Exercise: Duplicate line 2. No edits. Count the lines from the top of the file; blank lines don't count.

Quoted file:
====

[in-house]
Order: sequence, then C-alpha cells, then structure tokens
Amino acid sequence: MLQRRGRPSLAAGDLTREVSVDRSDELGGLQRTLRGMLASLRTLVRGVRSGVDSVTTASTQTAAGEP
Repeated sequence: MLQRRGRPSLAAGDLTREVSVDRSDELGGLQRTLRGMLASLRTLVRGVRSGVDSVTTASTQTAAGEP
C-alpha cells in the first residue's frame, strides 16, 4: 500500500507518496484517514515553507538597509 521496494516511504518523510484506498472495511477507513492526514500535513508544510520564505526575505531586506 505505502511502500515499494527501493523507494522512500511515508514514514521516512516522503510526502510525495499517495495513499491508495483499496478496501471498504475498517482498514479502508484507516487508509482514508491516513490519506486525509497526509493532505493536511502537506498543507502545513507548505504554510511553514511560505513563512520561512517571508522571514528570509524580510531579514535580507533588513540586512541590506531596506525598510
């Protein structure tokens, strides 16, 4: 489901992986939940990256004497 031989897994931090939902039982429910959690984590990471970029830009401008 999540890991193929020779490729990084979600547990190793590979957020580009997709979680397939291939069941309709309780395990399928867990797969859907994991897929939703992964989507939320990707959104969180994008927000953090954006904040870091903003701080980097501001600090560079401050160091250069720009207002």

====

Order: sequence, then C-alpha cells, then structure tokens